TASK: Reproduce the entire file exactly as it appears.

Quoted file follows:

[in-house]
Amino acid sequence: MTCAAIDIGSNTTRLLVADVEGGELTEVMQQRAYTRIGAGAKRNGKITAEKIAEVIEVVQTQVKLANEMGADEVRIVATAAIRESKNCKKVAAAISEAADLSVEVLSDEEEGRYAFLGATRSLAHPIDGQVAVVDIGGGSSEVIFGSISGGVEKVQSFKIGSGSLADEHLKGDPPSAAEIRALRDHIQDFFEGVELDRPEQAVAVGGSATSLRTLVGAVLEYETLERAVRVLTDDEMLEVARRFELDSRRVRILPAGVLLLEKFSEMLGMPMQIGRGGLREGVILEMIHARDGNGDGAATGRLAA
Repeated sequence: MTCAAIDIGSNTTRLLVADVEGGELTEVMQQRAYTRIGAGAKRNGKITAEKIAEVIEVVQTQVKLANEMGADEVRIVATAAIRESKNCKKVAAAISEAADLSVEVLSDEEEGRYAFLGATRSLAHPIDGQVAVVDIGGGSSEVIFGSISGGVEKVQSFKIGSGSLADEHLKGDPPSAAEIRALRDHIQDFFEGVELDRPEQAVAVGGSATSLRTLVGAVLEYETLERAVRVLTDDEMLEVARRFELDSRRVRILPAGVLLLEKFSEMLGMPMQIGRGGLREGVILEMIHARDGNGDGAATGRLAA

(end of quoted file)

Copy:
[in-house]
Amino acid sequence: MTCAAIDIGSNTTRLLVADVEGGELTEVMQQRAYTRIGAGAKRNGKITAEKIAEVIEVVQTQVKLANEMGADEVRIVATAAIRESKNCKKVAAAISEAADLSVEVLSDEEEGRYAFLGATRSLAHPIDGQVAVVDIGGGSSEVIFGSISGGVEKVQSFKIGSGSLADEHLKGDPPSAAEIRALRDHIQDFFEGVELDRPEQAVAVGGSATSLRTLVGAVLEYETLERAVRVLTDDEMLEVARRFELDSRRVRILPAGVLLLEKFSEMLGMPMQIGRGGLREGVILEMIHARDGNGDGAATGRLAA
Repeated sequence: MTCAAIDIGSNTTRLLVADVEGGELTEVMQQRAYTRIGAGAKRNGKITAEKIAEVIEVVQTQVKLANEMGADEVRIVATAAIRESKNCKKVAAAISEAADLSVEVLSDEEEGRYAFLGATRSLAHPIDGQVAVVDIGGGSSEVIFGSISGGVEKVQSFKIGSGSLADEHLKGDPPSAAEIRALRDHIQDFFEGVELDRPEQAVAVGGSATSLRTLVGAVLEYETLERAVRVLTDDEMLEVARRFELDSRRVRILPAGVLLLEKFSEMLGMPMQIGRGGLREGVILEMIHARDGNGDGAATGRLAA